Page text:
St. John of Damascus on Islam

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6 mins read

Editor’s Note: This week, rather than a traditional sermon, we are presenting an early Christian Witness (St. John of Damascus, who died in 749 AD) who gave his thoughts on the rise of Islam and what it meant. Rather than copy the entire article, I will provide the first few paragraphs, and then link to the original source at the end of the excerpt.  You can read it all there, as well as a brief bio of St. John of Damascus.
 
And there is also the up until now strong and people-deceiving superstition of the Ishmaelites, being the forerunner of Antichrist. And it is born from Ishmael, who was born from Hagar to Abraham, from which they are called Hagarenes and Ishmaelites. And they call them Saracens, as from Σαρρας κενοι (those empty of Sarah), because of what was said by Hagar to the angel: “Sarah has sent me away empty.” So then, these were idolaters and reverenced the morning star and Aphrodite, who they indeed named Khabar in their own language, which means great. Therefore, until the time of Heraclius, they were plainly idolaters. From that time and until now came up among them a false prophet called Mamed, who, having encountered the Old and New Testament, as it seems, having conversed with an Arian monk, he put together his own heresy. And under the pretext of seeming pious, attracting (?) people, he reported that a book was sent down to him from heaven by God. Therefore some of the compositions written by him in a book, worthy of laughter, which he handed down to them as an object of reverence.
He says there is one God, the Maker of all things, neither having been begotten nor having begotten. He says Christ is the Word of God and His Spirit, only a creation and servant, and that he was born without seed from Mary the sister of Moses and Aaron. For he says the Word of God and the Spirit went into Mary and she bore Jesus who was a prophet and servant of God. And that the Jews, acting against the law, wanted to crucify him and having seized (him), they crucified his shadow. For Christ himself, they say, was not crucified nor did he die, for God took him to himself into heaven because he loved him.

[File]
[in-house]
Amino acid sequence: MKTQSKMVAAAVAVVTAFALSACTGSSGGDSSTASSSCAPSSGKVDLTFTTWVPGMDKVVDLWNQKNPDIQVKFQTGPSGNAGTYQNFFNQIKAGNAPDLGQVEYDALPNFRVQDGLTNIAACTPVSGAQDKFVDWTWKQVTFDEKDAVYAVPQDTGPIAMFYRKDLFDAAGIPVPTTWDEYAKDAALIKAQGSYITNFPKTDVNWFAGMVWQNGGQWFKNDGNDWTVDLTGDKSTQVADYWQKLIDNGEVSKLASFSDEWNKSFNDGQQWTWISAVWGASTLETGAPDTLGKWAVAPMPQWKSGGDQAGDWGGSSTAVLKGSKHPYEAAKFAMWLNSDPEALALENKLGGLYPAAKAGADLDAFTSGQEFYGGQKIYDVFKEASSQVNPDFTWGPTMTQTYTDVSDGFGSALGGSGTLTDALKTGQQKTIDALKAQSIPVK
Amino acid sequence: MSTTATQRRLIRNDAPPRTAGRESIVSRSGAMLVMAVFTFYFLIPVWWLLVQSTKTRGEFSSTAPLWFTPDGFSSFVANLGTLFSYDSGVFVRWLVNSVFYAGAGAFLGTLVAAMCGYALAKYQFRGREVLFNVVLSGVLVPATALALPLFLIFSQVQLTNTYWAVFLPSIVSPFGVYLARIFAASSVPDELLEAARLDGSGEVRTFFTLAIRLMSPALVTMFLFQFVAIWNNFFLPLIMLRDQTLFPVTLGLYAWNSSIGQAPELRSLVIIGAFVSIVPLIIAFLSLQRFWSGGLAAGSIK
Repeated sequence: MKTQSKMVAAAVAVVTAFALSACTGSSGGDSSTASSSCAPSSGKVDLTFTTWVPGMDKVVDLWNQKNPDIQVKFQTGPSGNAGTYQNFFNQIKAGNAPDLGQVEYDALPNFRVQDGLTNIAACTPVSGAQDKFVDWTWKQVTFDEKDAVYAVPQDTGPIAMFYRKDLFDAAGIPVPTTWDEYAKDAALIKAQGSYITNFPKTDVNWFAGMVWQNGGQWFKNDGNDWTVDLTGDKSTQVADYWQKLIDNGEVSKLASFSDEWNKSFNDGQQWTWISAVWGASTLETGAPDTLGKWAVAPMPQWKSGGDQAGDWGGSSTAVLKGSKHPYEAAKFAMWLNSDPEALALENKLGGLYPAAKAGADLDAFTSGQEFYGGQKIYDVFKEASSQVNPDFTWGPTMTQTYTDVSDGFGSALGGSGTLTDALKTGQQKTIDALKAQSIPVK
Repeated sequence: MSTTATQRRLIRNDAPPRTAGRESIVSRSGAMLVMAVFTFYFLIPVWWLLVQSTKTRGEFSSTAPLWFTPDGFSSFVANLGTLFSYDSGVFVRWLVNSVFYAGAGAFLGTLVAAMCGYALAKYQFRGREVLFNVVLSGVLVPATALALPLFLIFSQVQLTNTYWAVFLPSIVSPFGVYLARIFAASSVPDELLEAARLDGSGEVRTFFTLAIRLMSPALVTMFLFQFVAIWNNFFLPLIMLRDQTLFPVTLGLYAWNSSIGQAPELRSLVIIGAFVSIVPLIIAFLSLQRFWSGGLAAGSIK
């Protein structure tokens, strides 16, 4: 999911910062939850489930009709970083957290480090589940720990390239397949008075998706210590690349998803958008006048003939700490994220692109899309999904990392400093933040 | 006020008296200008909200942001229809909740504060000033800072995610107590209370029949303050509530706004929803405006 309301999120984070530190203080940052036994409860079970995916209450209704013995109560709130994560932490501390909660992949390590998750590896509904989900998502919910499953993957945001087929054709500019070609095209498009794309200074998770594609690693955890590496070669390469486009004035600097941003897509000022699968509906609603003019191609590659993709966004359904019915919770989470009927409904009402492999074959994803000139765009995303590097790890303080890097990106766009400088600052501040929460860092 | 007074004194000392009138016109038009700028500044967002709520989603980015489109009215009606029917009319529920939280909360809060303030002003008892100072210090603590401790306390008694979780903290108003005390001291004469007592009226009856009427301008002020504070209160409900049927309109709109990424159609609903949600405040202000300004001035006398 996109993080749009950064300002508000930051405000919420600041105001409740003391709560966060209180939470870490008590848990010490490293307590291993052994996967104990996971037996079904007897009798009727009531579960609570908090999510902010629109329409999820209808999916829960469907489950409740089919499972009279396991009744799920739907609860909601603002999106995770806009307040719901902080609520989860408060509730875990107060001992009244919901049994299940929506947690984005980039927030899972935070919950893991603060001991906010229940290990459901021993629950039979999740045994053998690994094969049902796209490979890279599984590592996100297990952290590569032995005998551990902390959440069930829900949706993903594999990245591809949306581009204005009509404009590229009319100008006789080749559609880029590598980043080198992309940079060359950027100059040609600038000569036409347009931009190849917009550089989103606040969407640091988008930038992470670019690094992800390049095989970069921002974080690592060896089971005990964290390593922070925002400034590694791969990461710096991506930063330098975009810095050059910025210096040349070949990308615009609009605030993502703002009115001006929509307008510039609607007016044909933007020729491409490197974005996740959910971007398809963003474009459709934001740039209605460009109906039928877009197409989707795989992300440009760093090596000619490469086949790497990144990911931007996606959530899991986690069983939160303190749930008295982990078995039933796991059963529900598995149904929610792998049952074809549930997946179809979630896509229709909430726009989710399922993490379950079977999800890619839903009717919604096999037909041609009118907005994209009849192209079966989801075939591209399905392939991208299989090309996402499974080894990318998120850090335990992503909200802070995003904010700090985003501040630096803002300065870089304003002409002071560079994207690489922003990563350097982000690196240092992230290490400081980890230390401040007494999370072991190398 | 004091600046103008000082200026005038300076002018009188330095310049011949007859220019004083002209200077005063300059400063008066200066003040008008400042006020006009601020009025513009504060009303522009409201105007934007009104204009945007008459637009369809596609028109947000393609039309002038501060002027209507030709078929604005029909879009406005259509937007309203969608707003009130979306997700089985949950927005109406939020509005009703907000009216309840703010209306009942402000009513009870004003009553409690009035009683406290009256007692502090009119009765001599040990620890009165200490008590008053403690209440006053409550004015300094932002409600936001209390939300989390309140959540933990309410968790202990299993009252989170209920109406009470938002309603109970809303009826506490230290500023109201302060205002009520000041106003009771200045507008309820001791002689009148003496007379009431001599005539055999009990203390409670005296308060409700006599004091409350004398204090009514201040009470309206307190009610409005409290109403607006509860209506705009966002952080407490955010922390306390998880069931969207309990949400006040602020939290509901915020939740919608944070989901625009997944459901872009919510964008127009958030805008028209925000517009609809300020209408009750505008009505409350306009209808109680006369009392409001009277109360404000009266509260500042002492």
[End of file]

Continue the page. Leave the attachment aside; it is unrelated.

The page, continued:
And he says this, that when Christ went up into the heavens, God questioned him, saying, “O Jesus, did you say that ‘I am the Son of God and God’?” And Jesus, they say, answered, “Have mercy on me, O Lord; you know that I did not say (that), nor am I too proud to be your servant, but men who have turned aside wrote that I said this word and lied about me, and are wandering.” And God, they say, answered him, “I know that you did not say this word.” And many other astonishing sayings in this same writing, worthy of laughter, he boasts God sent down to him.
But we say, “And who is the witness that God gave the writing to him, or which of the prophets foretold that such a prophet would arise?” And they are at a loss, as Moses received on Mount Sinai, in the sight of all the people, the Law of God who appeared in cloud and fire and darkness and storm. And that all the prophets, from Moses and onward, foretold the coming of Christ, and that Christ is God, and the Son of God, being flesh, will come, and will be crucified, and will die, and will rise again, and he will be the judge of the living and the dead. And we say, “Why did your prophet not come in this way, with others witnessing about him, nor coming among you as God gave the Law to Moses on a smoking mountain with all the people watching, and, as you claim, provide this book, so you also might have certainty?” They answer that God does as he wills. We know this too, we say. But, we ask, how did the writing come down to your prophet? And they answer that while he was asleep the writing came upon him. And we jokingly say to them that since he received the writing while sleeping, and did not sense the activity, in him is fulfilled the popular proverb (“You are spinning me dreams”).
 
Read the entire thing here at the source, Biblicalia.

Lead Scheduler at MOTW. Husband, Father, but most importantly, a man of God. Possesses more degrees that most people find useful.

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